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We need to empower our girls

A US study published in the journal of Science last year revealed that “girls feel less smart than boys by the age of 6”  (Bian, Leslie, Cimpian, Gender stereotypes about intellectual ability emerge early and influence children’s interests, Science, Vol. 355, Issue 6323, pp. 389-391, 27 Jan 2017).

 “The study itself surmises that these stereotypes become entrenched at a very young age and ultimately discourage adult women from entering professions that require special mental abilities” (Perry, CNN.com, January 27, 2017).

The good news is that we as parents and educators have the power to combat these negative perceptions and change the very way our girls perceive their intelligence and role in society. Here are a few ideas how we can help our girls fight gender stereotypes:

  1. Read books that shatter stereotypes. Books like:

    • Good Night Stories for Rebel Girls by Favilli and Cavallo

    • The Paper Bag Princess by Robert Munsch

    • Cinder Edna by Ellen Jackson

    • Princess Smartypants by Babette Cole

BBC.com has a great list of books that can be found on: http://www.bbc.com/news/entertainment-arts-38770936

Our own SDJA Winter Wonderland Bookfair on January 23 – 25 will have a table dedicated to Girl Power books.

  1. Encourage mixed-gender playdates. During these playdates, kids get the opportunity to play different games or do projects together such as make-believe games, art projects, time outdoors, board games, cooking/baking, puzzles, building forts, etc.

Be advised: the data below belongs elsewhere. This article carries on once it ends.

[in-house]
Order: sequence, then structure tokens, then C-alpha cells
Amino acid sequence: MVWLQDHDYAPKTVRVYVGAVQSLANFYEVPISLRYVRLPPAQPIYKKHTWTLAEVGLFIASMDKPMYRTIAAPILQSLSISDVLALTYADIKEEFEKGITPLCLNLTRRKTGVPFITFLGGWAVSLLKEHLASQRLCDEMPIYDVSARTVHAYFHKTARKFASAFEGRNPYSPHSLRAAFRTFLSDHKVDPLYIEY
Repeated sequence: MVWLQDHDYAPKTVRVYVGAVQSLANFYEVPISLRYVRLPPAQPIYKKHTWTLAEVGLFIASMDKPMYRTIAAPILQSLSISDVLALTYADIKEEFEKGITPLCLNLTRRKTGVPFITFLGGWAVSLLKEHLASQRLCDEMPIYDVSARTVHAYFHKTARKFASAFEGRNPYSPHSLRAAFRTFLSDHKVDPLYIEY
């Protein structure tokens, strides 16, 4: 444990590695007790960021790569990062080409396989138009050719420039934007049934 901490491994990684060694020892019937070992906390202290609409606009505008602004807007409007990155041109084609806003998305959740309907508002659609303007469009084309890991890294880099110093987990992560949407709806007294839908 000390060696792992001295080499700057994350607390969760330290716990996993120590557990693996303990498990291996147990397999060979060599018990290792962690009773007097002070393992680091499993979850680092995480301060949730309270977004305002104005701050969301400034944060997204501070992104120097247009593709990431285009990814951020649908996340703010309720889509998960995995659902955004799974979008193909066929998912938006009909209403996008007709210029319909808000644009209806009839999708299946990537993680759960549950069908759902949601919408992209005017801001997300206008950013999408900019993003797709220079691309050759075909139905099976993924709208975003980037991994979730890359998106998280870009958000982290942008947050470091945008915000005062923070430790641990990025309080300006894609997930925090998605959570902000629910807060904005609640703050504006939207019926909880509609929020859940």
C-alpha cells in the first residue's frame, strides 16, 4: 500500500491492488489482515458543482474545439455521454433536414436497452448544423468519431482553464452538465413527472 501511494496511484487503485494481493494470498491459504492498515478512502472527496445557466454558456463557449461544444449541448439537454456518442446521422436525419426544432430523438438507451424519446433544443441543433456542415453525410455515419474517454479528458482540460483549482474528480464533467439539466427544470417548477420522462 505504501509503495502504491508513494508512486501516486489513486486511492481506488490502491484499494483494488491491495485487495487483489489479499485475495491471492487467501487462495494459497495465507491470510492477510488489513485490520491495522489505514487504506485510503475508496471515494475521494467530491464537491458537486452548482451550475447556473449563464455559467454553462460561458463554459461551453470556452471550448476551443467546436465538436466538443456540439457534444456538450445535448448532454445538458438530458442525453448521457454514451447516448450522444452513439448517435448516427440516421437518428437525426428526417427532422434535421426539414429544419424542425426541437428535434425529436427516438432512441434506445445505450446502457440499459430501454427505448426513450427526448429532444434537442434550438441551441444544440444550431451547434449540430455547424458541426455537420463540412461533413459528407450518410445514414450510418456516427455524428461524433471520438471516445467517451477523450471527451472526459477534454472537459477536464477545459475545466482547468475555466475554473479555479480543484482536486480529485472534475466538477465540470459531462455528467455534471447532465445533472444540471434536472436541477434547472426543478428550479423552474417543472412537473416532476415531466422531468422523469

1. Reinforce behaviors that promote gender equality. Buy clothes and accessories that have positive messages like “Girl Power” vs. “Princess”.  A dad could tell his son who is emotional, “Sometimes I feel like crying too.”  Focus less on the outward appearance of our girls ‘looking pretty,’ focus more on how beautiful they are on the inside and how smart they are.

  1. Question generalizations.  We all know there are a plethora of these and sometimes we may even have to challenge our own biases. Question your child when they say gender specific statements such as “pink is a girl color,” “trucks are for boys” or “only girls cry,” to name a few. Encourage your child to deal with their peers as individuals rather than just by their gender.

Nowadays, our girls are lucky to have a lot of strong female influencers at school, at extracurricular activities, in Hollywood and even in politics. So let’s empower our girls to be the best they can be.

Joanna Dubbeldam

PTO Room Mom – 1st grade

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